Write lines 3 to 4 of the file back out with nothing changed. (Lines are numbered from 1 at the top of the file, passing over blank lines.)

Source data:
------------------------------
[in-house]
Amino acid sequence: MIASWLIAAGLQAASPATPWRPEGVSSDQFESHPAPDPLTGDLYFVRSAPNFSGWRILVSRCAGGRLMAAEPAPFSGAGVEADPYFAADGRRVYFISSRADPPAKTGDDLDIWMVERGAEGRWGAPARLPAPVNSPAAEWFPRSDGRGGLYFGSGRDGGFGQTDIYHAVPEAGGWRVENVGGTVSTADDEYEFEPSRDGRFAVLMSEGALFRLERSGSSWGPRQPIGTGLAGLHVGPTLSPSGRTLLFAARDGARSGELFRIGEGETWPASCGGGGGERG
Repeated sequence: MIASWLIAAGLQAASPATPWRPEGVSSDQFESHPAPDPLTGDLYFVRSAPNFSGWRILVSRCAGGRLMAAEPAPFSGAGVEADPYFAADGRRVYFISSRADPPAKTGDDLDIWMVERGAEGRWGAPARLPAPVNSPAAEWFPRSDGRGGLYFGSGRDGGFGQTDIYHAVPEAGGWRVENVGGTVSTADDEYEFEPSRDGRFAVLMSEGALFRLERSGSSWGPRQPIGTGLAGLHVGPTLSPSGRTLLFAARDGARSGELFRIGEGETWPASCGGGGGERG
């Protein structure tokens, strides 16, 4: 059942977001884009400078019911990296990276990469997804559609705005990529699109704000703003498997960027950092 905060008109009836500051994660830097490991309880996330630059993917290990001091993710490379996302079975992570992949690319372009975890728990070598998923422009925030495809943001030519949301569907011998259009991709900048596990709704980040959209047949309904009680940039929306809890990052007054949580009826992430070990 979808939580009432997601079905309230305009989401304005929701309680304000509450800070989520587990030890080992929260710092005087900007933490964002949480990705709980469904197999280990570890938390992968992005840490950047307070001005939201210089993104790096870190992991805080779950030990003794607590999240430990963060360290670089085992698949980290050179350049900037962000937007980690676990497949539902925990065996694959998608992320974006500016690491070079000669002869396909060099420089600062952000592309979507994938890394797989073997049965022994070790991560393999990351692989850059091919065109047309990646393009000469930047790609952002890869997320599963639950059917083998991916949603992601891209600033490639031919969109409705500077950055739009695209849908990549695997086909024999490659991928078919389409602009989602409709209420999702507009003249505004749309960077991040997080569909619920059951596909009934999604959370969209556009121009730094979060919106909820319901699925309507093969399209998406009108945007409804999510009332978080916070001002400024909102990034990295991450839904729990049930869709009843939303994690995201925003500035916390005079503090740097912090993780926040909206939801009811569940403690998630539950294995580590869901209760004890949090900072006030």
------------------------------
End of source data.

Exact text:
Repeated sequence: MIASWLIAAGLQAASPATPWRPEGVSSDQFESHPAPDPLTGDLYFVRSAPNFSGWRILVSRCAGGRLMAAEPAPFSGAGVEADPYFAADGRRVYFISSRADPPAKTGDDLDIWMVERGAEGRWGAPARLPAPVNSPAAEWFPRSDGRGGLYFGSGRDGGFGQTDIYHAVPEAGGWRVENVGGTVSTADDEYEFEPSRDGRFAVLMSEGALFRLERSGSSWGPRQPIGTGLAGLHVGPTLSPSGRTLLFAARDGARSGELFRIGEGETWPASCGGGGGERG
């Protein structure tokens, strides 16, 4: 059942977001884009400078019911990296990276990469997804559609705005990529699109704000703003498997960027950092 905060008109009836500051994660830097490991309880996330630059993917290990001091993710490379996302079975992570992949690319372009975890728990070598998923422009925030495809943001030519949301569907011998259009991709900048596990709704980040959209047949309904009680940039929306809890990052007054949580009826992430070990 979808939580009432997601079905309230305009989401304005929701309680304000509450800070989520587990030890080992929260710092005087900007933490964002949480990705709980469904197999280990570890938390992968992005840490950047307070001005939201210089993104790096870190992991805080779950030990003794607590999240430990963060360290670089085992698949980290050179350049900037962000937007980690676990497949539902925990065996694959998608992320974006500016690491070079000669002869396909060099420089600062952000592309979507994938890394797989073997049965022994070790991560393999990351692989850059091919065109047309990646393009000469930047790609952002890869997320599963639950059917083998991916949603992601891209600033490639031919969109409705500077950055739009695209849908990549695997086909024999490659991928078919389409602009989602409709209420999702507009003249505004749309960077991040997080569909619920059951596909009934999604959370969209556009121009730094979060919106909820319901699925309507093969399209998406009108945007409804999510009332978080916070001002400024909102990034990295991450839904729990049930869709009843939303994690995201925003500035916390005079503090740097912090993780926040909206939801009811569940403690998630539950294995580590869901209760004890949090900072006030």